The Hebrew, Latin and the Greek that is translated into English as “chariot” is translated into Anuak as “canoe pulled by horse.” “Canoe” is the general term for “vehicle” (source: Loren Bliese). In Eastern Highland Otomi it’s translated as “cart pulled by horses” (source: Larson 1998, p. 98)

In Chichicapan Zapotec it is translated as “ox cart” (in Acts 8). Ox carts are common vehicles for travel. (Source: Loren Bliese)

In Chichimeca-Jonaz, it is translated as “little house with two feet pulled by two horses.” (Source: Viola Waterhouse in Notes on Translation August 1966, p. 86ff.)

It is illustrated for use in Bible translations in East Africa by Pioneer Bible Translators like this:

Image owned by PBT and Jonathan McDaniel and licensed with the Creative Commons Attribution 3.0 Unported License.

See also cart.


The name that is transliterated as “Jerusalem” in English is signed in French Sign Language with a sign that depicts worshiping at the Western Wall in Jerusalem:

“Jerusalem” in French Sign Language (source )

While a similar sign is also used in British Sign Language, another, more neutral sign that combines the sign “J” and the signs for “place” is used as well. (Source: Anna Smith)

“Jerusalem” in British Sign Language (source: Christian BSL, used with permission)


Some languages do not have a concept of kingship and therefore no immediate equivalent for the Greek, Hebrew, Aramaic, and Latin that is translated as “king” in English. Here are some (back-) translations:

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  • Piro: “a great one”
  • Highland Totonac: “the big boss”
  • Huichol: “the one who commanded” (source for this and above: Bratcher / Nida)
  • Ekari: “the one who holds the country” (source: Reiling / Swellengrebel)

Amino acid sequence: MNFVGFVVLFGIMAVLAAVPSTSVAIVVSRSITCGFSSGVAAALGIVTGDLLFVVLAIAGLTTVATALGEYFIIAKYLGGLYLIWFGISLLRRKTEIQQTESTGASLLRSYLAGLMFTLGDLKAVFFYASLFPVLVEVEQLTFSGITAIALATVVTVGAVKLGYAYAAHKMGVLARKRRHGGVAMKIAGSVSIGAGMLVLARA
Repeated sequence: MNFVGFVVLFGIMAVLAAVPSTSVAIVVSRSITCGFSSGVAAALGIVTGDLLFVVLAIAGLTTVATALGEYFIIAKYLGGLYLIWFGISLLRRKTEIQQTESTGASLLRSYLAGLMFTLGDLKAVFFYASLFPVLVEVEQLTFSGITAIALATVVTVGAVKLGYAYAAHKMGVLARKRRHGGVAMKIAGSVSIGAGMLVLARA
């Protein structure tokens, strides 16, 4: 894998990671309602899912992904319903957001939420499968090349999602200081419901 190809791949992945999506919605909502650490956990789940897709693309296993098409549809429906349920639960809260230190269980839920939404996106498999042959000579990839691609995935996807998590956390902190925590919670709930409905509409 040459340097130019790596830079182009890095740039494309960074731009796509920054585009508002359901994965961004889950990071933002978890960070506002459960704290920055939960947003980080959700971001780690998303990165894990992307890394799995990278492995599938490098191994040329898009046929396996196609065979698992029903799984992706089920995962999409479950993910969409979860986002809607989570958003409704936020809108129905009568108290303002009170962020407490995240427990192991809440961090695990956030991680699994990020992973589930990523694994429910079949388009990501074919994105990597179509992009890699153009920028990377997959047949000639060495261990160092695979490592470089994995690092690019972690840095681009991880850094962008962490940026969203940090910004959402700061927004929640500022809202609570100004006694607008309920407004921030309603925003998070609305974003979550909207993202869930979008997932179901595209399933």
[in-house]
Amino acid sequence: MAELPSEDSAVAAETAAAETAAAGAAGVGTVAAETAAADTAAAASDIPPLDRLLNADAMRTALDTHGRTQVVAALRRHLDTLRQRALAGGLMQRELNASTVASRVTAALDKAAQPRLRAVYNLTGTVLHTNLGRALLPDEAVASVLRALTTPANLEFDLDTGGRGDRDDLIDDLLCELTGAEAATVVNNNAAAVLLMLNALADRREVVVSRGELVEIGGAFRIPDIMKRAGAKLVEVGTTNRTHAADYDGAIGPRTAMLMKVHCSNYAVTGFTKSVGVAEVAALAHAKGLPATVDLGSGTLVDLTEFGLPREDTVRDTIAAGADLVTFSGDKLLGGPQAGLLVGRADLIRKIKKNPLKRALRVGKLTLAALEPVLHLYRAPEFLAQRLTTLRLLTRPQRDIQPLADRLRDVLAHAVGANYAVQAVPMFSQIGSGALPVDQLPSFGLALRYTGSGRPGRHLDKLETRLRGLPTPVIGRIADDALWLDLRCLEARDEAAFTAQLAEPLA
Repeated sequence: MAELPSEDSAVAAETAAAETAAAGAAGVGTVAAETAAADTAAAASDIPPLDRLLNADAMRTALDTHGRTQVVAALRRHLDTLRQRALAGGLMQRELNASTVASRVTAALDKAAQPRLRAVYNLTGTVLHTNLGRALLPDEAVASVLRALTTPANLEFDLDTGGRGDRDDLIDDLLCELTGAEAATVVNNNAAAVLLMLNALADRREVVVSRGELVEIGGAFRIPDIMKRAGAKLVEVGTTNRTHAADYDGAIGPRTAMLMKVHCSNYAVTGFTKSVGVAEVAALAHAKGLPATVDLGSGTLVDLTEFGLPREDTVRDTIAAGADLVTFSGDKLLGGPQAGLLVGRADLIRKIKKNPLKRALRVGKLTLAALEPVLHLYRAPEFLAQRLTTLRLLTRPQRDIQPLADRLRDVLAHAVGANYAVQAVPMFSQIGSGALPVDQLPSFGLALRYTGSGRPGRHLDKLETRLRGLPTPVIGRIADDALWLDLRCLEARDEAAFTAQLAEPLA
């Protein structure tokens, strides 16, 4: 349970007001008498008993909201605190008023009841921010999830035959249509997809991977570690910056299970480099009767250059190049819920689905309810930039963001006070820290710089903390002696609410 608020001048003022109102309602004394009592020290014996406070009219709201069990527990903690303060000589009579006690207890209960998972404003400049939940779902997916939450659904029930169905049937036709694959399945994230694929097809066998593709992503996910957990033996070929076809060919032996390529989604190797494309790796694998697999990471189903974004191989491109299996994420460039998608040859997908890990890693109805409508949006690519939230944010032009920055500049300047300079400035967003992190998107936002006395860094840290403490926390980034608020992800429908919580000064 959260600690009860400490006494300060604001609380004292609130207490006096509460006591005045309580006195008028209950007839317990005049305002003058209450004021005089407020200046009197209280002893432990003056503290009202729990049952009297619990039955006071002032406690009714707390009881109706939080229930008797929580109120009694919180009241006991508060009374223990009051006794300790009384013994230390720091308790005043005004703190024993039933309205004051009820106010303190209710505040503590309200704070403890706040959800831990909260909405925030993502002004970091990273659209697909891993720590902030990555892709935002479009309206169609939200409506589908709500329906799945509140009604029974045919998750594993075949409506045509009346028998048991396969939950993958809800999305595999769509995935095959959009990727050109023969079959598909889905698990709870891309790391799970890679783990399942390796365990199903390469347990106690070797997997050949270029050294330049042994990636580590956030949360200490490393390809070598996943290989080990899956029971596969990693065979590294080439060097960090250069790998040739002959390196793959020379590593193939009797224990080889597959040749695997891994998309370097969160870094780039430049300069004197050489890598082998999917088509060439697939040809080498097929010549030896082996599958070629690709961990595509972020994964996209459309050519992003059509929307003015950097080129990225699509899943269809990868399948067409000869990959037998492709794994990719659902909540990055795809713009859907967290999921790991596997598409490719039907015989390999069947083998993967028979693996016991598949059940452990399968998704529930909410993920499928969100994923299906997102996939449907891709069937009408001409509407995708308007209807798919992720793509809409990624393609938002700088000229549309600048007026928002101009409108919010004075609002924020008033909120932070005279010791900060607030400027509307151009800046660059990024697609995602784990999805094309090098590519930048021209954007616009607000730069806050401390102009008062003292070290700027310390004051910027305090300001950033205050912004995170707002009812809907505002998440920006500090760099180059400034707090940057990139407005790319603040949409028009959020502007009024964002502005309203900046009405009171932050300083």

• Una: weik sienyi: “big headman” (source: Kroneman 2004, p. 407)
  • Pass Valley Yali: “Big Man” (source: Daud Soesilo)
  • Ninia Yali: “big brother with the uplifted name” (source: Daud Soesilio in Noss 2007, p. 175)
  • Nyamwezi: mutemi: generic word for ruler, by specifying the city or nation it becomes clear what kind of ruler (source: Pioneer Bible Translators, project-specific translation notes in Paratext)
  • Ghomála’: Fo (“The word Fo refers to the paramount ruler in the kingdoms of West Cameroon. He holds administrative, political, and religious power over his own people, who are divided into two categories: princes (descendants of royalty) and servants (everyone else).” (Source: Michel Kenmogne in Theologizing in Context: An Example from the Study of a Ghomala’ Christian Hymn))

Faye Edgerton retells how the term in Navajo was determined:

“[This term was] easily expressed in the language of Biblical culture, which had kings and noblemen with their brilliant trappings and their position of honor and praise. But leadership among the Navajos is not accompanied by any such titles or distinctions of dress. Those most respected, especially in earlier days, were their headmen, who were the leaders in raids, and the shaman, who was able to serve the people by appealing for them to the gods, or by exorcising evil spirits. Neither of these made any outward show. Neither held his position by political intrigue or heredity. If the headman failed consistently in raids, he was superceded by a better warrior. If the shaman failed many times in his healing ceremonies, it was considered that he was making mistakes in the chants, or had lost favor with the gods, and another was sought. The term Navajos use for headman is derived from a verb meaning ‘to move the head from side to side as in making an oration.’ The headman must be a good orator, able to move the people to go to war, or to follow him in any important decision. This word is naat’áanii which now means ‘one who rules or bosses.’ It is employed now for a foreman or boss of any kind of labor, as well as for the chairman of the tribal council. So in order to show that the king is not just a common boss but the highest ruler, the word ‘aláahgo, which expresses the superlative degree, was put before naat’áanii, and so ‘aláahgo naat’áanii ‘anyone-more-than-being around-he-moves-his-head-the-one-who’ means ‘the highest ruler.’ Naat’áanii was used for governor as the context usually shows that the person was a ruler of a country or associated with kings.”